Review question

# Can we solve $nx^2+2x\sqrt{pn^2+q}+rn+s=0$? Add to your resource collection Remove from your resource collection Add notes to this resource View your notes for this resource

Ref: R6246

## Solution

Consider the quadratic equation $\begin{equation*} nx^2+2x\sqrt{pn^2+q}+rn+s=0, \tag{*} \label{eq:starrepeat} \end{equation*}$

where $p>0$, $p\ne r$ and $n=1$, $2$, $3$, $\dots$.

1. For the case where $p=3$, $q=50$, $r=2$, $s=15$, find the set of values of $n$ for which equation $\eqref{eq:starrepeat}$ has no real roots.
Let’s first substitute in the values we are given. We want to know for which $n$ the equation $$$nx^2+2x\sqrt{3n^2+50}+2n+15=0 \label{eq:1}$$$

has no real roots.

We therefore want to determine the values of $n$ for which the discriminant is negative, that is, $n$ such that \begin{align*} &4(3n^2+50)-4n(2n+15) <0\\ \iff\quad & (3n^2+50)-n(2n+15) <0\\ \iff\quad & n^2 -15n +50 <0\\ \iff\quad & (n-5)(n-10) <0.\\ \end{align*}

We can now sketch the graph of $y = (n-5)(n-10)$.

We can therefore see that $n^2-15n+50<0$ when $5<n<10$.

Since $n$ is a positive integer, we deduce that the equation $\eqref{eq:1}$ has no real roots when $n=6$, $7$, $8$ or $9$.

1. Prove that if $p < r$ and $4q(p-r) > s^2$, then $\eqref{eq:starrepeat}$ has no real roots for any value of $n$.

In order for $\eqref{eq:starrepeat}$ to have no real roots for a particular value of $n$, its discriminant must be negative for that value of $n$.

In order for $\eqref{eq:starrepeat}$ to have no real roots for any value of $n$, its discriminant must therefore be negative for all values of $n$.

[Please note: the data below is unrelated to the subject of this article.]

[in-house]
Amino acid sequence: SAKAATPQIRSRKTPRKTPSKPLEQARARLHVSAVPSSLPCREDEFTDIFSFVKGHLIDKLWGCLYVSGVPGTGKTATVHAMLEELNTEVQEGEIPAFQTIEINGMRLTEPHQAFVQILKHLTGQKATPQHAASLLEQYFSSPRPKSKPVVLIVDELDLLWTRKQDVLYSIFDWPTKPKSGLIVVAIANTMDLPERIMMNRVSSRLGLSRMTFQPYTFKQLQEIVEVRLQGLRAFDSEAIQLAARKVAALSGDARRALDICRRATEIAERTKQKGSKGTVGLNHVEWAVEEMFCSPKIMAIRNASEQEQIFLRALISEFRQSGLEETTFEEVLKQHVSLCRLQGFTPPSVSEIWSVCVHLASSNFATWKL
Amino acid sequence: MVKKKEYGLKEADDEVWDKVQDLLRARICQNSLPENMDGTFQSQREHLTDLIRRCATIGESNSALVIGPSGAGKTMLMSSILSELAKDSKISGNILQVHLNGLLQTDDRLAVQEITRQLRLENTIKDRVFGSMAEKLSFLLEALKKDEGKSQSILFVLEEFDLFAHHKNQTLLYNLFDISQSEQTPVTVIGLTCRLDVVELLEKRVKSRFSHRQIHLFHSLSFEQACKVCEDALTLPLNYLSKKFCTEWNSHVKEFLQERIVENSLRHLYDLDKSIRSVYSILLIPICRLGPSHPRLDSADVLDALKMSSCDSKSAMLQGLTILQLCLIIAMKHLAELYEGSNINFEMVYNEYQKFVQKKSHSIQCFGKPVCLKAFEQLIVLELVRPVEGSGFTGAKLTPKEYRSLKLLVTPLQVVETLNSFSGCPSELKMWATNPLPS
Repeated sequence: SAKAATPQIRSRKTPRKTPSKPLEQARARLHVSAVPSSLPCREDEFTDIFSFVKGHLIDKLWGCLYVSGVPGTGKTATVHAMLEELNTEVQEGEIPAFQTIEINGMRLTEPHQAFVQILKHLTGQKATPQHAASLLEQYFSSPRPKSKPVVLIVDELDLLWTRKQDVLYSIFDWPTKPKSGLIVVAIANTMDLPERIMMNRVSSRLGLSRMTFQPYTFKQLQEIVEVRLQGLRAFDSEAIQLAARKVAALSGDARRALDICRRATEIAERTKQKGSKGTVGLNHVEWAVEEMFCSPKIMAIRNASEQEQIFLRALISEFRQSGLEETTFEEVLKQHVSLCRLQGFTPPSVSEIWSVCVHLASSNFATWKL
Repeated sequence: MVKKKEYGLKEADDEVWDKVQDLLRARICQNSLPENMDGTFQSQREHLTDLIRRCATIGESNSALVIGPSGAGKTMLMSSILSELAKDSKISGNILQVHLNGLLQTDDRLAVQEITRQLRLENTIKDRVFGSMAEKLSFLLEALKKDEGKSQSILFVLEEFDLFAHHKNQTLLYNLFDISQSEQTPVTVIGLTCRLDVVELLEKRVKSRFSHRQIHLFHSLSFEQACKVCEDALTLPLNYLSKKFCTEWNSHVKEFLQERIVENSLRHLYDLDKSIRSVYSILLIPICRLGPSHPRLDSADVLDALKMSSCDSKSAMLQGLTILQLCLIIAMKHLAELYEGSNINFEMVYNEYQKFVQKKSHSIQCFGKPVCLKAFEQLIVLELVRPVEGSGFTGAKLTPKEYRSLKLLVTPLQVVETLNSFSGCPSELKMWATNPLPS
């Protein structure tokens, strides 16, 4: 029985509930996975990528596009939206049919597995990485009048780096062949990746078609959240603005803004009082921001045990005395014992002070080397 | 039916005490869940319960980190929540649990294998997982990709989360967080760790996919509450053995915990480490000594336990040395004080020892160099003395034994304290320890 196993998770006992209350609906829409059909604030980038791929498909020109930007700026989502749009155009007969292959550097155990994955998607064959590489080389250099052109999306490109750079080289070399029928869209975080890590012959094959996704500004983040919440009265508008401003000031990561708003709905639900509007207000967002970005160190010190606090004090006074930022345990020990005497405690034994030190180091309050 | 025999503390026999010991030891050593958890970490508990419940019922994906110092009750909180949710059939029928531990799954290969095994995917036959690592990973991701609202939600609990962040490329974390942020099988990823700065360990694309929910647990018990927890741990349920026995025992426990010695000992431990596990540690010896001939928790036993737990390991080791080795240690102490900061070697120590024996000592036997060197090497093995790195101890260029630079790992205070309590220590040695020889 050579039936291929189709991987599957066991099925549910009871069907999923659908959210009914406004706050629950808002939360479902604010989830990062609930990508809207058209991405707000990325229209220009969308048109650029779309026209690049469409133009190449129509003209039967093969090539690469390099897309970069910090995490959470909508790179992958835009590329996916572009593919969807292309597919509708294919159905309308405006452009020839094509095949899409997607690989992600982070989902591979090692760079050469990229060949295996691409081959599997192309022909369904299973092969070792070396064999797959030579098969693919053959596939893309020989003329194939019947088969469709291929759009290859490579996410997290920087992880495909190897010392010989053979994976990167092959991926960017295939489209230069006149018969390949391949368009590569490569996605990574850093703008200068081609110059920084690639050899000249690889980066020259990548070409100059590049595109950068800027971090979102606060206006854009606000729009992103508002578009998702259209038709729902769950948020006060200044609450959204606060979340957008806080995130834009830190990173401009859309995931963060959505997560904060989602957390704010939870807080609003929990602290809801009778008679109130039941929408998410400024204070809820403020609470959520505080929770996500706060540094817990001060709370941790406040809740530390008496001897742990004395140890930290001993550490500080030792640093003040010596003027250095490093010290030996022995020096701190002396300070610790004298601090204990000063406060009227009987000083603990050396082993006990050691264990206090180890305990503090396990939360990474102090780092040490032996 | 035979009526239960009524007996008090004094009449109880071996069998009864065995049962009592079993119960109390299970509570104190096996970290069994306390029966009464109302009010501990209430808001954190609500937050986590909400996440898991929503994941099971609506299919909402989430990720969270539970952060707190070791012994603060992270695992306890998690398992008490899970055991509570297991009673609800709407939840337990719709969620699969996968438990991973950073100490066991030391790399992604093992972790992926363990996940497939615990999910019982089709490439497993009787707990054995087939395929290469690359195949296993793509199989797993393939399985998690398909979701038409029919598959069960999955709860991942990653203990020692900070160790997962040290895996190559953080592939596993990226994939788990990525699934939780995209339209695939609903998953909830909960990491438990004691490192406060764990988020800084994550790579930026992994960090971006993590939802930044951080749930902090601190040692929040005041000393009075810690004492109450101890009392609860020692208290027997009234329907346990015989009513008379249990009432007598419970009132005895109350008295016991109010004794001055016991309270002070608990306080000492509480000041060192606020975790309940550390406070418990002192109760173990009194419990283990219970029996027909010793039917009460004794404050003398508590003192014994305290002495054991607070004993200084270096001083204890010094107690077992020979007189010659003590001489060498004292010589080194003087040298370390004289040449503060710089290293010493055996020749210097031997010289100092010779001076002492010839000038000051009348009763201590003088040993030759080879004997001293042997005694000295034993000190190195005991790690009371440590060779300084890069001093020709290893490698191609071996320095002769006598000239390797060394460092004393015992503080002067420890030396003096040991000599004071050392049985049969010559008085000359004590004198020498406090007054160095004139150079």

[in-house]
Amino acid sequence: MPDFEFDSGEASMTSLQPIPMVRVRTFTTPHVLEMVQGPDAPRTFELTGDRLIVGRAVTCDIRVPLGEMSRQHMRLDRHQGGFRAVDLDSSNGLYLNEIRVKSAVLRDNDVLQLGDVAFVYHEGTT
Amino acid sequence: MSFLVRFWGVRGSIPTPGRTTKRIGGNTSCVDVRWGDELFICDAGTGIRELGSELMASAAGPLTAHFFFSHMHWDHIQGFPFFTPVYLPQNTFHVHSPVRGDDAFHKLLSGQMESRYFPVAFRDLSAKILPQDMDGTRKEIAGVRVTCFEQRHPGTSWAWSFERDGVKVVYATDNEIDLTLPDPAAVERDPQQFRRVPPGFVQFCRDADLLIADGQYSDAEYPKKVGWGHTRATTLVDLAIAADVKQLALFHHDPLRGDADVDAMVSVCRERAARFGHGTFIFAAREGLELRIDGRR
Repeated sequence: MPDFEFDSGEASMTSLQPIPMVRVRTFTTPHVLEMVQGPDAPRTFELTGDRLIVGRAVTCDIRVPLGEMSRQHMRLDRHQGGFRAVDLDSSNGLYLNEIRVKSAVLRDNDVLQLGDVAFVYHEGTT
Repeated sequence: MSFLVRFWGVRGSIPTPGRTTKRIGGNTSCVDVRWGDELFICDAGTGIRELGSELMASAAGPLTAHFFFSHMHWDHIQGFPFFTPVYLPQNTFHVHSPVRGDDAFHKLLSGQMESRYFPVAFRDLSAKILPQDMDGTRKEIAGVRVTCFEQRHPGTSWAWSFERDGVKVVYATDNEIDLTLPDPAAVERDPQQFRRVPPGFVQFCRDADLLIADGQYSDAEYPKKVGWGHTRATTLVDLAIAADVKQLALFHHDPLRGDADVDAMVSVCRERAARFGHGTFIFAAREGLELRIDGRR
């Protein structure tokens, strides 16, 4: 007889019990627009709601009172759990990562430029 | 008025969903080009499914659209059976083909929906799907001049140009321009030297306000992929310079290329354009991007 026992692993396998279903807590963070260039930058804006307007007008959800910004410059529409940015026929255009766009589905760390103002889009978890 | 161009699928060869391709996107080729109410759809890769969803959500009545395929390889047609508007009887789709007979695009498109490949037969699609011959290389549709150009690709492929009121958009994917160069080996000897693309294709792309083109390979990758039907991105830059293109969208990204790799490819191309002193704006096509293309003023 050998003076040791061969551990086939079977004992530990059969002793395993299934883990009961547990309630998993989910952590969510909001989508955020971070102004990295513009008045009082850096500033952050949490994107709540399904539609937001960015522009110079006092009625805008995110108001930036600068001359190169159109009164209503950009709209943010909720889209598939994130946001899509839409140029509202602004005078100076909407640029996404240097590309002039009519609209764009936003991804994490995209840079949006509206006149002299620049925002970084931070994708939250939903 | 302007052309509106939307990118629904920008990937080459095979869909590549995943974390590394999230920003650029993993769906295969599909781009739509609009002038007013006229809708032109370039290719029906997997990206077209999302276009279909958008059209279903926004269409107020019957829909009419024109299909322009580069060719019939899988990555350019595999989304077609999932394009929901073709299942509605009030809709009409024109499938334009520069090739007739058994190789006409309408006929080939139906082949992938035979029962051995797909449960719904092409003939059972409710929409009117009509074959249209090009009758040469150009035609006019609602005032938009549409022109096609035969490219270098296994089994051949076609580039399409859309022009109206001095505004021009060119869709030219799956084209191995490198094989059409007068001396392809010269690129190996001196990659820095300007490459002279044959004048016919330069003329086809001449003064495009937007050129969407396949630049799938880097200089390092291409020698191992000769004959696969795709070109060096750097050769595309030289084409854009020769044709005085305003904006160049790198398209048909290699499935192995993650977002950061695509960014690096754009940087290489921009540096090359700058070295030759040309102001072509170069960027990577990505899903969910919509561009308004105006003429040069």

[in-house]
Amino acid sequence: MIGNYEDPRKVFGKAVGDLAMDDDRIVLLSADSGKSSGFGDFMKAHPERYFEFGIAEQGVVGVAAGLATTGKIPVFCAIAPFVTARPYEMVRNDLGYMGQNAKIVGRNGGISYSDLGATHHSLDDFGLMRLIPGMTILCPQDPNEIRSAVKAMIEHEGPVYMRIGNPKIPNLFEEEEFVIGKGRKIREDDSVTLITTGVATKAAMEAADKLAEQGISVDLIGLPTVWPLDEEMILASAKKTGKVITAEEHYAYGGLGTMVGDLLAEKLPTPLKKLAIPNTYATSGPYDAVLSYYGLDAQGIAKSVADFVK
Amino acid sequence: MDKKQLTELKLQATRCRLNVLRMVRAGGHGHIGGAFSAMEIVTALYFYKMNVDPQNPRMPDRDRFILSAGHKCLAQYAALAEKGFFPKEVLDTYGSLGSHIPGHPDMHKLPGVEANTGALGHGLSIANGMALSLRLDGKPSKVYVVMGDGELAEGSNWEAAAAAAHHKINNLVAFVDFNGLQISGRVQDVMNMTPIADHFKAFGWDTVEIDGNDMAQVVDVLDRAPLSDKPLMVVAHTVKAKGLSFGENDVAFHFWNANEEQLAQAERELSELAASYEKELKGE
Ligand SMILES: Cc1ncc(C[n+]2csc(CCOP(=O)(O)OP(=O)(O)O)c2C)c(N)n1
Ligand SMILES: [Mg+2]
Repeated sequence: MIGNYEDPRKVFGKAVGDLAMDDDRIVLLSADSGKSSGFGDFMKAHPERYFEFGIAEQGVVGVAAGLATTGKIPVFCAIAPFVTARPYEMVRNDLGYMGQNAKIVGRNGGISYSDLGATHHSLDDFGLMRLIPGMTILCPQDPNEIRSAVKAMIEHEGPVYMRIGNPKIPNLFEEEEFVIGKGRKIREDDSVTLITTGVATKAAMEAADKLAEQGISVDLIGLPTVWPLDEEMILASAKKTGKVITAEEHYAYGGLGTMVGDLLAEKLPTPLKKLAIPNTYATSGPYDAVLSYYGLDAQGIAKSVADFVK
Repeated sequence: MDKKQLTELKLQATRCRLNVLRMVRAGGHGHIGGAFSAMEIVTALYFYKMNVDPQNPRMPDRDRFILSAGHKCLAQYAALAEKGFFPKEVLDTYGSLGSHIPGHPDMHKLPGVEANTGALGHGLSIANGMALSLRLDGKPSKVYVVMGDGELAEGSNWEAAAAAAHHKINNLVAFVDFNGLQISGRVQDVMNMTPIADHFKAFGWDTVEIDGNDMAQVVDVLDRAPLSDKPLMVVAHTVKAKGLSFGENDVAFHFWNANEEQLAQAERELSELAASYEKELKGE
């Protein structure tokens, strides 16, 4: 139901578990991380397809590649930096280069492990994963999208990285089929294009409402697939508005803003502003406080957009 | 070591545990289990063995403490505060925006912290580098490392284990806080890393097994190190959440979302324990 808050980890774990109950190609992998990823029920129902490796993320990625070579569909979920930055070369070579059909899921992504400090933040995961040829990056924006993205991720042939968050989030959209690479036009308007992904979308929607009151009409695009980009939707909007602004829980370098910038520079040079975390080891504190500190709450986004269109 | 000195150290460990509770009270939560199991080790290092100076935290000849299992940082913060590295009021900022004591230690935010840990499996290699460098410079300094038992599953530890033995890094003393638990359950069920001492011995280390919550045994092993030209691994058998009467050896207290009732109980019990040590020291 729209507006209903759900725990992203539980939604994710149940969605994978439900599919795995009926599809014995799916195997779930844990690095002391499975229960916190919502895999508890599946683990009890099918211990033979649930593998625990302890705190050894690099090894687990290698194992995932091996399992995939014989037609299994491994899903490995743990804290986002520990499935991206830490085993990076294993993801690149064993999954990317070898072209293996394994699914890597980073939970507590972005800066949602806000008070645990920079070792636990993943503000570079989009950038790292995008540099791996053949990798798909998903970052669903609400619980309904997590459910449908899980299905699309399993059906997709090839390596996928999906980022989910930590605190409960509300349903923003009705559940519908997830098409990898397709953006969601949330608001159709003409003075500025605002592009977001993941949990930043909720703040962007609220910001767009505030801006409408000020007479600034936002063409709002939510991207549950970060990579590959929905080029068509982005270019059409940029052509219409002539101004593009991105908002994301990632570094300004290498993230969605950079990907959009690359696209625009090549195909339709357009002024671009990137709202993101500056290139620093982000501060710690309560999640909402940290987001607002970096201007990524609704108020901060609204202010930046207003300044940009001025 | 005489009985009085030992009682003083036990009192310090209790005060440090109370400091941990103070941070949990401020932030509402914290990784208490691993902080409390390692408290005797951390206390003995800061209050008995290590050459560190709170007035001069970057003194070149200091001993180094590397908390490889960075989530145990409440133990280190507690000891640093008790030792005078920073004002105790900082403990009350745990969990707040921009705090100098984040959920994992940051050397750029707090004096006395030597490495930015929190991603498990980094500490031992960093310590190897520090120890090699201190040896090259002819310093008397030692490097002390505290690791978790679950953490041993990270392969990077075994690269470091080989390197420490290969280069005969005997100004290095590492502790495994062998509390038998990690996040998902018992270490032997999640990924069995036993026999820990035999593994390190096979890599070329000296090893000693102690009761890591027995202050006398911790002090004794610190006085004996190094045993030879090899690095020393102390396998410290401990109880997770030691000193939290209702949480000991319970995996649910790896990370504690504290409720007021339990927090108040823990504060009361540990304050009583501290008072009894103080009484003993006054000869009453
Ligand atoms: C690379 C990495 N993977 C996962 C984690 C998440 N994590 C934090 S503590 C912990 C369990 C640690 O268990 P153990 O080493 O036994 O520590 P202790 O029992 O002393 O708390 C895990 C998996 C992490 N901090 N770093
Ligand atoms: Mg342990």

The discriminant of $\eqref{eq:starrepeat}$ is $4(pn^2+q)-4n(rn+s)=4(p-r)n^2-4sn+4q,$ so we want to show that $4(p-r)n^2-4sn+4q<0$ for all values of $n$, or equivalently, $$$(p-r)n^2-sn+q<0 \label{eq:2}$$$

for all $n$. But this is a quadratic inequality in $n$, and we want to show that it holds for all values of $n$. (Actually, we only need to show that it is true for positive integer values of $n$. If, though, we can show that it is true for all real values of $n$, this will be stronger than we need and so we will be done.)

First note that $p<r$ (which we are given) means that the leading coefficient of this quadratic is negative, so we know this quadratic is “vertex-up”:

In order for this quadratic to be negative for all real $n$, it must have no real roots.

The discriminant of the quadratic in $\eqref{eq:2}$ is $s^2-4(p-r)q,$ which is negative, as we are told in the question. So in this case, $\eqref{eq:starrepeat}$ has no real roots for any value of $n$.

1. If $n=1$, $p-r=1$ and $q=s^2/8$, show that $\eqref{eq:starrepeat}$ has real roots if, and only if, $s\le 4-2\sqrt{2}$ or $s\ge 4+2\sqrt{2}$.
From part (ii), we know that the discriminant of $\eqref{eq:starrepeat}$ is $4(p-r)n^2-4sn+4q,$ which when we’ve substituted in the values given in the question takes the form $4-4s+4\frac{s^2}{8},$ and we want to find the range of values for which this is greater than or equal to $0$. So we solve \begin{align*} \frac{s^2}{2}-4s+4&\ge 0 \\ \iff\quad s^2-8s+8&\ge0 \\ \end{align*} We find the roots of this quadratic by completing the square: \begin{align*} &s^2-8s+8=0 \\ \iff\quad &(s-4)^2-16+8=0 \\ \iff\quad &(s-4)^2=8 \\ \iff\quad &s-4=\pm2\sqrt{2}\\ \iff\quad &s=4\pm 2\sqrt{2}. \end{align*}

(Alternatively, we could have used the quadratic formula for this.)

Sketching the graph of $y=s^2-8s+8$, we see that it is non-negative if and only if $s\ge 4+2\sqrt{2} \text{ or } s\le 4-2\sqrt{2}.$